But what if the person isn’t using Etsy to sell the poster that features your work, what if they’re selling the poster directly from their own site? First, make sure they aren’t hosting the site through a service like Squarespace or Wix (if they are, send your notice to the platform). If they’re not on a platform, you’ll need to figure out who the website’s “internet service provider” is and send your notice there. Often times the ISP will be the company hosting the website, but a quick whois search will ensure you send your notice to the right place.

Because a take down notice is such an effective jab, only use it when the issue is true copyright infringement. If someone criticized your design in an article or blog post, that’s considered a fair use of your work and a DMCA notice isn’t appropriate.

The DMCA take down takes care of the immediate problem, but you won’t want to stop there if the person has caused significant harm or is immediately reposting your work under a slightly different name. If you haven’t already, register your copyright with the US Copyright Office at The US Copyright Office is the only true registrar of copyrights, so don’t get swayed by a private company promising to protect your work. Even though you automagically get a copyright when you create a unique design, registration is what establishes the legal connection between you and the work. If you need more of an incentive, you have to register a copyright before you can sue for infringement. Registration costs between $35 and $55 in most cases, and if you do it within 90 days of publishing your work, you’ll be able to request statutory damages and have the infringer pay your attorney’s fees if you win in court.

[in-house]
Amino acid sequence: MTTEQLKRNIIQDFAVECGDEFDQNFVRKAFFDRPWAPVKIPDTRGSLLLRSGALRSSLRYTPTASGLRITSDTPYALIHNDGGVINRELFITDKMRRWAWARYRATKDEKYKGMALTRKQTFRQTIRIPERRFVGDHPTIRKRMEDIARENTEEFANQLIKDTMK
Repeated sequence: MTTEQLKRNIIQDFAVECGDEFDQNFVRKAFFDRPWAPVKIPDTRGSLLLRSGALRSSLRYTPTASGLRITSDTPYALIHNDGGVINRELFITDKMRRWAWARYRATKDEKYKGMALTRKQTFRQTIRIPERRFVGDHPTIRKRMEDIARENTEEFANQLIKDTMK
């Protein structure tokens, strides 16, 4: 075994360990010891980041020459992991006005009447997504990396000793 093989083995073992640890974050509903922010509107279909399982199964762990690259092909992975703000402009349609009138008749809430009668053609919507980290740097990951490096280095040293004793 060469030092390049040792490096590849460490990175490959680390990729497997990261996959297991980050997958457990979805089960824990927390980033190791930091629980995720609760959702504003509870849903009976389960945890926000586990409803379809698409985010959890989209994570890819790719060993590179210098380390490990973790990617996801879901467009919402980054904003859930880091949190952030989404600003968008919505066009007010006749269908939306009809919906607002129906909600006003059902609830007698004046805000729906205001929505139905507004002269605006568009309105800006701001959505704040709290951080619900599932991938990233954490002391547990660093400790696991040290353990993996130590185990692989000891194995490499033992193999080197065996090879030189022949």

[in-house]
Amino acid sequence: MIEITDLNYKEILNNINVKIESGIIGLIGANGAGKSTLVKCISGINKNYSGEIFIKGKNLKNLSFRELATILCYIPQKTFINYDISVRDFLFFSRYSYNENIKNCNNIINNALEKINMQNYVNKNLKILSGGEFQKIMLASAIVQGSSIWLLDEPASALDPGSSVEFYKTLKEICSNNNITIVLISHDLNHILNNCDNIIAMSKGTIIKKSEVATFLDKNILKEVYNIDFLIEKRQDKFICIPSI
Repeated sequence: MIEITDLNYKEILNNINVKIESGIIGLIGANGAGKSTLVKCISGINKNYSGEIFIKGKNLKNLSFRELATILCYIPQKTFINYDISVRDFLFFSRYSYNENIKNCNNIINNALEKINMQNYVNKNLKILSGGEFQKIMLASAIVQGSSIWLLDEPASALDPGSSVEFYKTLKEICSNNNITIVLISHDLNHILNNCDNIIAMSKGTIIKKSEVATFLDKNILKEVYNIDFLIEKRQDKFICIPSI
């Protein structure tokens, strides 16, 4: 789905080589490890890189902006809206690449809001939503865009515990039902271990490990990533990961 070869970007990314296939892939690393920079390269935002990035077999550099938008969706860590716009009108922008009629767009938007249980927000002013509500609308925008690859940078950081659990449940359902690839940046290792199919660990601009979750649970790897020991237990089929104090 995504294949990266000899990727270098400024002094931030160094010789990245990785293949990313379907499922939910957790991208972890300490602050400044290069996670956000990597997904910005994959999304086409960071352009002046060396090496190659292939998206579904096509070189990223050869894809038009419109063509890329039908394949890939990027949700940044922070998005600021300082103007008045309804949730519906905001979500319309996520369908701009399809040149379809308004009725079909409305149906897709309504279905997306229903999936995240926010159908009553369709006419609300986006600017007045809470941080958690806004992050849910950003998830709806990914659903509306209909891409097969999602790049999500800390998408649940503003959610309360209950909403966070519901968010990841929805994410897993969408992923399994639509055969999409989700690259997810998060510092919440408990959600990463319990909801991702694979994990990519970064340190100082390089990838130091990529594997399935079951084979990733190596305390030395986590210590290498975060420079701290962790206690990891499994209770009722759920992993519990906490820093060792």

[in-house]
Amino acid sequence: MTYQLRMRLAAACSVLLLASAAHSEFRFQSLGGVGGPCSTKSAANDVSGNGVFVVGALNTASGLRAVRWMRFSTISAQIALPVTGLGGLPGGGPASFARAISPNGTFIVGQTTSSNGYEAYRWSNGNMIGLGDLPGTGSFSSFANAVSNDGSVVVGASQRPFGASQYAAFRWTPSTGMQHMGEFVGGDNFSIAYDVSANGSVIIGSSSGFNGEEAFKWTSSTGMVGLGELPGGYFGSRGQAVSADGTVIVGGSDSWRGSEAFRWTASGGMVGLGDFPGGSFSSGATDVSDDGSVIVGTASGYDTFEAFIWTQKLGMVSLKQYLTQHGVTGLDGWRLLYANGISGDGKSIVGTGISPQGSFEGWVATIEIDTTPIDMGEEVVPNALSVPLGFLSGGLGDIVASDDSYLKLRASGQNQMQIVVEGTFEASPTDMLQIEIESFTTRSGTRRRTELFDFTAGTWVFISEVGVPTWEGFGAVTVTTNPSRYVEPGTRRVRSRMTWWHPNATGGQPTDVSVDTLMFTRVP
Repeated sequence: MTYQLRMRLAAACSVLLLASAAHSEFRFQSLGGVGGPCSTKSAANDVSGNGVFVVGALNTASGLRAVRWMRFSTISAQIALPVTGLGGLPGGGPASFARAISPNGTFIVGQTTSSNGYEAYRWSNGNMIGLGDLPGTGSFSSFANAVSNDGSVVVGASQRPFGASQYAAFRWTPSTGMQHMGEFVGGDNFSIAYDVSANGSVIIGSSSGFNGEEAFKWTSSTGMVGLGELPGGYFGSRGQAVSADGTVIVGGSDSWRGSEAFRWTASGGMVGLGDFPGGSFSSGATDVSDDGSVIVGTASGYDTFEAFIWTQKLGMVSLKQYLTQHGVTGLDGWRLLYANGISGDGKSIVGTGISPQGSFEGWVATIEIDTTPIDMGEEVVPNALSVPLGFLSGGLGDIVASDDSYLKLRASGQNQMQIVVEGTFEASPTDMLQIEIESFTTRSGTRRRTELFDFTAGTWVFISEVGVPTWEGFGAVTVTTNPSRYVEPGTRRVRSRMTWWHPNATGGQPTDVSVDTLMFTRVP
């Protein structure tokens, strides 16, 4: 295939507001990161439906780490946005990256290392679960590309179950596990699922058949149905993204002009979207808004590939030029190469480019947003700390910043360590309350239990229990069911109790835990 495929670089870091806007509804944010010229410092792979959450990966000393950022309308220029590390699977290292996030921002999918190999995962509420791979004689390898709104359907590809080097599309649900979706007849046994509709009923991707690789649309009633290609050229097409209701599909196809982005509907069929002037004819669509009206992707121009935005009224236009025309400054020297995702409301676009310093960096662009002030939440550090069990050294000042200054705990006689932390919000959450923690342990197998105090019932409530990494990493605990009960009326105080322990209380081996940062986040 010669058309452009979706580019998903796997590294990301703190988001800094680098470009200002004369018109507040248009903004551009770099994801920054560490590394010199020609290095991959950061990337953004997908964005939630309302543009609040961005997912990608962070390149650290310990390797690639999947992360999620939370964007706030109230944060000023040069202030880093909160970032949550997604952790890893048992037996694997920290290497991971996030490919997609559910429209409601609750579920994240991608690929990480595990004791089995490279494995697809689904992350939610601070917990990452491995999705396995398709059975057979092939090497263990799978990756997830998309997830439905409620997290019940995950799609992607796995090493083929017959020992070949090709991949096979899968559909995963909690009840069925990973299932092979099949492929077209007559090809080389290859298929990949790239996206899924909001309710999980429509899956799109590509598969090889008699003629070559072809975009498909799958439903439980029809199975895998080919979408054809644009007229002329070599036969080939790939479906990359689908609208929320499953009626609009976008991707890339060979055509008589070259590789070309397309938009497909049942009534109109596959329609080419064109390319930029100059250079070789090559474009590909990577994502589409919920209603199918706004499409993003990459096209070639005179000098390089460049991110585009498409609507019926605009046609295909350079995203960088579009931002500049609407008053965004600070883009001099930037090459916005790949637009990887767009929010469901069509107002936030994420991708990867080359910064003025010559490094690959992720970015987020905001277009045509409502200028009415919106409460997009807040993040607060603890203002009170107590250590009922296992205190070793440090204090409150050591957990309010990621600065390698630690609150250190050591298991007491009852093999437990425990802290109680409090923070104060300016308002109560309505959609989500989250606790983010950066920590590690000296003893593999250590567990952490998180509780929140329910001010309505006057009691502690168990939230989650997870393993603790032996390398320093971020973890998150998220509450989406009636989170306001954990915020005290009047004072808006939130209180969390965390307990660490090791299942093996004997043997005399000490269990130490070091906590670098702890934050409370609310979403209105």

With your registration filed, you can send a cease and desist letter, either on your own or with the help of an attorney.  A cease and desist letter tells the person that you own the copyright in the work they’re using, that they don’t have your permission to use it, and what you want them to do next. Depending on the situation, simply stopping the infringement may be enough. If what you want them to do is more complicated than stop using your work—for instance, if you want them to pay you for what they’ve done—it’s best to work with an attorney. If you can’t afford an attorney, see if there is a Volunteer Lawyers for the Arts chapter near you, or if the local law school offers a small business clinic.

You can’t prevent someone from misusing your work, but by using the built-in protections of copyright law, you can do something about it when it happens. By registering your work and knowing how to take swift action when you spot an infringement, you’ll be able to fight back when an infringer strikes.

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Katie LaneKatie Lane is an attorney who helps artists and freelancers protect their rights and get paid fairly for the work they do. You can read her blog at and follow her on Twitter at @_katie_lane.